Monthly Archives

October 2014

The Most Important Thing You Could Hear before Starting NaNoWriMo

PantherI first heard about NaNoWriMo in 2009, and at that time, I didn’t know what to think about it. It seemed like a crazy thing to do. As I talked to more writers about their feelings on NaNo I realized how many loved it…and how many hated it. I couldn’t say that I felt either, but I was suspicious. Did it work? Was it worth it? And maybe most importantly, were the results any good?

Five years later I get it. Continue Reading

3 Ways Writers Can Stay Creative and Protect Their Mental Health

Writers put a lot of pressure on themselves when it comes to producing. We’re told that successful writers produce at least a couple of novels a year, and in between our big projects, we should always be producing short stories, flash fiction, or blog posts to submit and publish.

Because of this, sometimes we lose sight of one of the most important reasons we write. Continue Reading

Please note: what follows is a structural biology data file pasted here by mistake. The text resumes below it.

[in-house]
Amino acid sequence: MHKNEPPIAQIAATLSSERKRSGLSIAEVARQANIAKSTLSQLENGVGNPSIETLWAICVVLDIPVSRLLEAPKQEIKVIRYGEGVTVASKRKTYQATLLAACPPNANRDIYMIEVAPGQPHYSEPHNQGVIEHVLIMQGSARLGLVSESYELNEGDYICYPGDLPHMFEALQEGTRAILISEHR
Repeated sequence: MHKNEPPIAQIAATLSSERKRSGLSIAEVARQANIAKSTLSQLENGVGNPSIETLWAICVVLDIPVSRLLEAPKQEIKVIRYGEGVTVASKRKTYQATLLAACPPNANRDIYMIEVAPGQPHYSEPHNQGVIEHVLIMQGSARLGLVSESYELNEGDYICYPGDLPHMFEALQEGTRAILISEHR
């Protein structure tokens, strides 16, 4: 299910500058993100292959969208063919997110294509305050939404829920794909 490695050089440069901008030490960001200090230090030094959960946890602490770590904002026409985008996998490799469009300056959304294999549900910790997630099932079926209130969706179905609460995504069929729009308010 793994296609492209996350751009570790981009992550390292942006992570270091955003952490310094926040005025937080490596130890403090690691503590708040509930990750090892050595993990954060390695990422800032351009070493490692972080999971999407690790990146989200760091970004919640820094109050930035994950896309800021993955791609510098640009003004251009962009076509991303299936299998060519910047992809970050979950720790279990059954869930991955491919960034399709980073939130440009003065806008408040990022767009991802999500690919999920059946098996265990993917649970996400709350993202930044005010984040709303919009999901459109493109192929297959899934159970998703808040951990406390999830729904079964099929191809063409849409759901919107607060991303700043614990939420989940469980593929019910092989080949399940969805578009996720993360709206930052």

Why Do Some Writers Have So Much Trouble Actually Writing?

White DoveEight years ago I joined a writing program in San Francisco even though I was scared to death to do it. I hadn’t written in the eight years before that and I was terrified to start writing again. I had made small attempts over the years—the beginning of a story here, or a journal entry there—but my writing was so clumsy and forced that I couldn’t read what I’d written without cringing.

I was torn between two extremes. On one hand, I was convinced I was a horrible writer and I had no idea how to go about becoming a great writer, or even a good one. On the other hand, I had never stopped devouring books or dreaming about the book I would one day finish. It got to the point where I actually felt sick inside every time I thought about writing. Continue Reading

Why Writers Should Listen to Readers, Not Publishers

We Built this CityIf you are a writer looking to publish, chances are that you’ve done your fair share of research online about what the publishing world is looking for. And you know that this world encompasses not only publishers, but agents, fiction journals and magazines, and readers. It’s very easy to believe that if you can figure out “what publishers are looking for” then you can be that thing, and make your writing career a success. Continue Reading